Electronic payments play a "significant and sizeable" role in promoting economic growth and development, according to this analysis by Visa International and Global Insight.
The paper contends that growth in US card payments added an additional $6.5 trillion to real consumer spending between 1980 and 2000. Without this growth in spending, the cumulative loss to GDP would have been almost $10 trillion – the equivalent of 1.3 million new jobs – and would have reduced GDP growth by 0.5 percent per year.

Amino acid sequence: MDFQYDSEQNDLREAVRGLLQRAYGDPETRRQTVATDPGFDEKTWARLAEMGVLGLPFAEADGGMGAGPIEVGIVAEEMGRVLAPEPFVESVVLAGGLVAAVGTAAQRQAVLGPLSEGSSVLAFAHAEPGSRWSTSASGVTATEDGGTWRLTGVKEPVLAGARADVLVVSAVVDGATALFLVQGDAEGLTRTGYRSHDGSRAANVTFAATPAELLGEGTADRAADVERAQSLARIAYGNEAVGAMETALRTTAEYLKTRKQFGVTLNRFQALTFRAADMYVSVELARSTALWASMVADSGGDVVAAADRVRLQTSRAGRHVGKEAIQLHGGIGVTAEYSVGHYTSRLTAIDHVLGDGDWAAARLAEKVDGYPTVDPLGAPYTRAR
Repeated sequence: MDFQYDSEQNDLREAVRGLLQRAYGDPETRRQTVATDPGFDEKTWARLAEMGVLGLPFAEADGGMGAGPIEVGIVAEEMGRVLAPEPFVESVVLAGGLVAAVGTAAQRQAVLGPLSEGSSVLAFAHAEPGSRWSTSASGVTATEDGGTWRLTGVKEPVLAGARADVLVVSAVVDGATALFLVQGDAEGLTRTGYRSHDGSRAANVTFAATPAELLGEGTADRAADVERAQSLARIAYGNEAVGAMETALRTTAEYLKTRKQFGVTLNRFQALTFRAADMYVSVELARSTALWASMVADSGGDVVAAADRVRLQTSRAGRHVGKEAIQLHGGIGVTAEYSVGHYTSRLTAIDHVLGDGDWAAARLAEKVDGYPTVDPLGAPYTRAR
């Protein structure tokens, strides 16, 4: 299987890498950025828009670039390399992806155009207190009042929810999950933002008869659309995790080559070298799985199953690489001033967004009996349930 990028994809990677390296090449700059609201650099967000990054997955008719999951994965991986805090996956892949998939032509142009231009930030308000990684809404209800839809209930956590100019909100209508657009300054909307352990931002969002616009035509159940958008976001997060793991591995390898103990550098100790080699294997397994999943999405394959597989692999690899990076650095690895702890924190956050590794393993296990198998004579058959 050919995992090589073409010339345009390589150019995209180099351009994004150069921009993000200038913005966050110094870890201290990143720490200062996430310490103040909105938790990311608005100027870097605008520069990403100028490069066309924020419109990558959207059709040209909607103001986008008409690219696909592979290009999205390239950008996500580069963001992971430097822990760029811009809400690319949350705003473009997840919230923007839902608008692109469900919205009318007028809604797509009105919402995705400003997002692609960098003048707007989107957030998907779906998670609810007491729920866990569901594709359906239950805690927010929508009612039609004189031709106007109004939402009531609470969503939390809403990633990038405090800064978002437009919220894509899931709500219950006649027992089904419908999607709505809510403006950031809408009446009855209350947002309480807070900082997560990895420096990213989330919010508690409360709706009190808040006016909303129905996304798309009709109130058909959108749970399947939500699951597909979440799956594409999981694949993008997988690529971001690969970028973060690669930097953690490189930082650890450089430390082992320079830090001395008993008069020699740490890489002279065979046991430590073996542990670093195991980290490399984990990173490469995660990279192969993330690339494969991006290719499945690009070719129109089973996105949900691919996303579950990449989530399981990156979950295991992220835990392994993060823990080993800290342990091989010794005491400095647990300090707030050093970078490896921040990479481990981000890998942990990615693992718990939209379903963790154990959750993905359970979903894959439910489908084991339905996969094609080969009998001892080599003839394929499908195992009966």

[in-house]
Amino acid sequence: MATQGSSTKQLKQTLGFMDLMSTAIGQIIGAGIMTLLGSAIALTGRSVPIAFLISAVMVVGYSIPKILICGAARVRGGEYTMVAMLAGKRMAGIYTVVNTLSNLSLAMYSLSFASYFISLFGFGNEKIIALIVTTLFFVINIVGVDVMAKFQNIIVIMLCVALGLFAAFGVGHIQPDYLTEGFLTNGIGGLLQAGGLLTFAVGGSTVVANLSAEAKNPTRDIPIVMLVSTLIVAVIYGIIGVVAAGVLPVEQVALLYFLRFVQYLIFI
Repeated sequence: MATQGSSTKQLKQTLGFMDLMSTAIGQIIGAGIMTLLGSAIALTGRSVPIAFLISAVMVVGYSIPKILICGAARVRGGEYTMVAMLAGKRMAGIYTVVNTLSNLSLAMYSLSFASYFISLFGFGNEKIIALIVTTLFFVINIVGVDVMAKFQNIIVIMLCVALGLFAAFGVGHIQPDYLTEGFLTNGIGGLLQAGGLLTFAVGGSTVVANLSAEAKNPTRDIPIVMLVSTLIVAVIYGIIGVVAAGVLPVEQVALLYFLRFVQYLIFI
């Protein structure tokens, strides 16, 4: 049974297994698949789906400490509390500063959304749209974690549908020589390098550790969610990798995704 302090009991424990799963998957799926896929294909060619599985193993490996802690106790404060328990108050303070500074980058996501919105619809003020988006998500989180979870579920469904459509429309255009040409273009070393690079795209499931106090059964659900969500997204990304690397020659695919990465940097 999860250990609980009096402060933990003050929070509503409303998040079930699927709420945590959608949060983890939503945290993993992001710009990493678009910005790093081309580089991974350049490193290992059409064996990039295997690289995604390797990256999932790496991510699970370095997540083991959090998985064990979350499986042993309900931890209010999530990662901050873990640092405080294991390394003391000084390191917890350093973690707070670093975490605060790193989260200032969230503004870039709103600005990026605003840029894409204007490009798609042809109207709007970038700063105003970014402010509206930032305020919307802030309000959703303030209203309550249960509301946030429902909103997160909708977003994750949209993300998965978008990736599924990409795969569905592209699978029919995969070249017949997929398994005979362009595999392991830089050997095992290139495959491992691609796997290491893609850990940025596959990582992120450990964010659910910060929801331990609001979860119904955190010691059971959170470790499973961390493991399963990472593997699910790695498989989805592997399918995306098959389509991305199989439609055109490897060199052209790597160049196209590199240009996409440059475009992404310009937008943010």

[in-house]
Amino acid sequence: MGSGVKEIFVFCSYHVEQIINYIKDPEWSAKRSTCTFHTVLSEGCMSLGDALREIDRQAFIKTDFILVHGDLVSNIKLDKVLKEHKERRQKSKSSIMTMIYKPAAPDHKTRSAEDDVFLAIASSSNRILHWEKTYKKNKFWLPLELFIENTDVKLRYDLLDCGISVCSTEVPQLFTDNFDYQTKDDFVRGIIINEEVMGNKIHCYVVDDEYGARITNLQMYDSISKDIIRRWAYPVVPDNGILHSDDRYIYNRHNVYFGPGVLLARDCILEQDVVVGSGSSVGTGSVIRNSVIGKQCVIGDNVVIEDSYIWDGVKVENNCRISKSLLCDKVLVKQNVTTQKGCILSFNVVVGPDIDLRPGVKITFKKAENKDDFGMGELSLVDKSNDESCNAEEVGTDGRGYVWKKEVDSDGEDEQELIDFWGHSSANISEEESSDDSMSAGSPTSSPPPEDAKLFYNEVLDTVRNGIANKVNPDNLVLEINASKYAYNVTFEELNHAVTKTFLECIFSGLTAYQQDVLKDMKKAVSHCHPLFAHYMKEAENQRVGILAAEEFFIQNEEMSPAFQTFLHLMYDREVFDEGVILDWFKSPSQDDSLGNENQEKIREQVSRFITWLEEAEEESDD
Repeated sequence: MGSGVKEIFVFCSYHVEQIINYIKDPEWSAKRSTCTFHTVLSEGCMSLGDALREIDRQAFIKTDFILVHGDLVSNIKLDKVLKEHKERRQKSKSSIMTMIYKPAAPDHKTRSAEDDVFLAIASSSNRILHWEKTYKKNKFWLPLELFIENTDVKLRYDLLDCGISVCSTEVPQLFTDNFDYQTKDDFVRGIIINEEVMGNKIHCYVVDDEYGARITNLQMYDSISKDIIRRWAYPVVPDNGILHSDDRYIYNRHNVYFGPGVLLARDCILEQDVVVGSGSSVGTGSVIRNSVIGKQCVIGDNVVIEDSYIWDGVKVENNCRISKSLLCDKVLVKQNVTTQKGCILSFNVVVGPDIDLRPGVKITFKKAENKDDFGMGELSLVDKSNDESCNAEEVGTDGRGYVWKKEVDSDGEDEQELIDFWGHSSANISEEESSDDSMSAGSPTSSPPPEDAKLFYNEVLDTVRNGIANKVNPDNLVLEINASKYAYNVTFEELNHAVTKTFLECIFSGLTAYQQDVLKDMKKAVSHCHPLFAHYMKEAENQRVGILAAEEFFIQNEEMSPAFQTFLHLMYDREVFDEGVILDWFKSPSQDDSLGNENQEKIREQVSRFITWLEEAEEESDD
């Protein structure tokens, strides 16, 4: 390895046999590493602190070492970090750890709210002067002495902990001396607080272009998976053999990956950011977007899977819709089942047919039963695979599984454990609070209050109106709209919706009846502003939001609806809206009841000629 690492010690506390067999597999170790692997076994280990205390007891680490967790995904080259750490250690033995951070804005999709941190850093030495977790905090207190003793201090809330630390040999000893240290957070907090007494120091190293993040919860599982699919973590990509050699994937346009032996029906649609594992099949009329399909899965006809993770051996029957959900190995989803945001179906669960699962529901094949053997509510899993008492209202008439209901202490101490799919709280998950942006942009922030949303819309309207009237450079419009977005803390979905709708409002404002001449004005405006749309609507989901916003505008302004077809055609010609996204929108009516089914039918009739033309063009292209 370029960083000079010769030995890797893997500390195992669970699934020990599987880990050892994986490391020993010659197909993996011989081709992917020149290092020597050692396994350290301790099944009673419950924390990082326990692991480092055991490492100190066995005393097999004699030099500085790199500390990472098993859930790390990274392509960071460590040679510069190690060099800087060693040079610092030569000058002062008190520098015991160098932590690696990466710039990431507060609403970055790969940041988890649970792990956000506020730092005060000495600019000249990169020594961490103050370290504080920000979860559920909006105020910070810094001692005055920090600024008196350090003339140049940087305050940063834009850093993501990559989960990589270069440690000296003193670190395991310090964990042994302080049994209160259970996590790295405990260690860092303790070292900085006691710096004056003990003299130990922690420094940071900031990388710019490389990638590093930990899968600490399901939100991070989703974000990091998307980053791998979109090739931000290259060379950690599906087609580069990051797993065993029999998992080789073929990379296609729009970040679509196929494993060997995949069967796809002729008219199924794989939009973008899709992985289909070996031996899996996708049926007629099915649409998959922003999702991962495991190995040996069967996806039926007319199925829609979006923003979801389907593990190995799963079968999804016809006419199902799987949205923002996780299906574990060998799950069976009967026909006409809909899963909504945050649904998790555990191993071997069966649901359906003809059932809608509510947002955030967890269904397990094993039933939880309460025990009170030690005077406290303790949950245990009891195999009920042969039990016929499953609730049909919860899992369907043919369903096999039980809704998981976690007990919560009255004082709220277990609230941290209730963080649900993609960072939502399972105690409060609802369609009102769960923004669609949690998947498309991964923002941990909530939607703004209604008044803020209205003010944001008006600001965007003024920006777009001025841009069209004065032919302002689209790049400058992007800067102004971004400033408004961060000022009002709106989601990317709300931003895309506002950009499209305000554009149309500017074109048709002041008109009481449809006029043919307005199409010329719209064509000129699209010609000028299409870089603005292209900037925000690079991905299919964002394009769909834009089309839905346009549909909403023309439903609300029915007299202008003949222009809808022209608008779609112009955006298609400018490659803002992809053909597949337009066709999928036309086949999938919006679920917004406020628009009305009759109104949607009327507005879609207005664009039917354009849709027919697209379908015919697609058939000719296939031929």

This stimulative effect generally holds true across a wide variety of international economies. An analysis of 50 countries worldwide, ranging from Egypt to Canada, found that on average, an increase of just 10 percent in the existing share of card payments in a country would stimulate an increase of 0.5 percent in consumer spending.
Visa and Global Insights contend that electronic payment networks, by increasing the efficiency and velocity of payments, have the potential to create cost savings of at least 1 percent of GDP annually over paper-based systems in any given economy.
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